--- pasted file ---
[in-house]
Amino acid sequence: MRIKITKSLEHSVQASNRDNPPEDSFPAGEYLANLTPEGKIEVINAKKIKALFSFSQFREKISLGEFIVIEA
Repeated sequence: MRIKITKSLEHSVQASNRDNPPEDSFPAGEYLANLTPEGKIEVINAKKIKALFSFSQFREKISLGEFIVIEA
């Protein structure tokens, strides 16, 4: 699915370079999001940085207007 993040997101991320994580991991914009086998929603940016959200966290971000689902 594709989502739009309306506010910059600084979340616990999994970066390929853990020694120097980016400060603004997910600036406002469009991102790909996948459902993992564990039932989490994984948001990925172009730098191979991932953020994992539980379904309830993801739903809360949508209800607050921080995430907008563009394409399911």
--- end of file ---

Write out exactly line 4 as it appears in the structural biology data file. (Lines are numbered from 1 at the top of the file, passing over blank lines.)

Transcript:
């Protein structure tokens, strides 16, 4: 699915370079999001940085207007 993040997101991320994580991991914009086998929603940016959200966290971000689902 594709989502739009309306506010910059600084979340616990999994970066390929853990020694120097980016400060603004997910600036406002469009991102790909996948459902993992564990039932989490994984948001990925172009730098191979991932953020994992539980379904309830993801739903809360949508209800607050921080995430907008563009394409399911």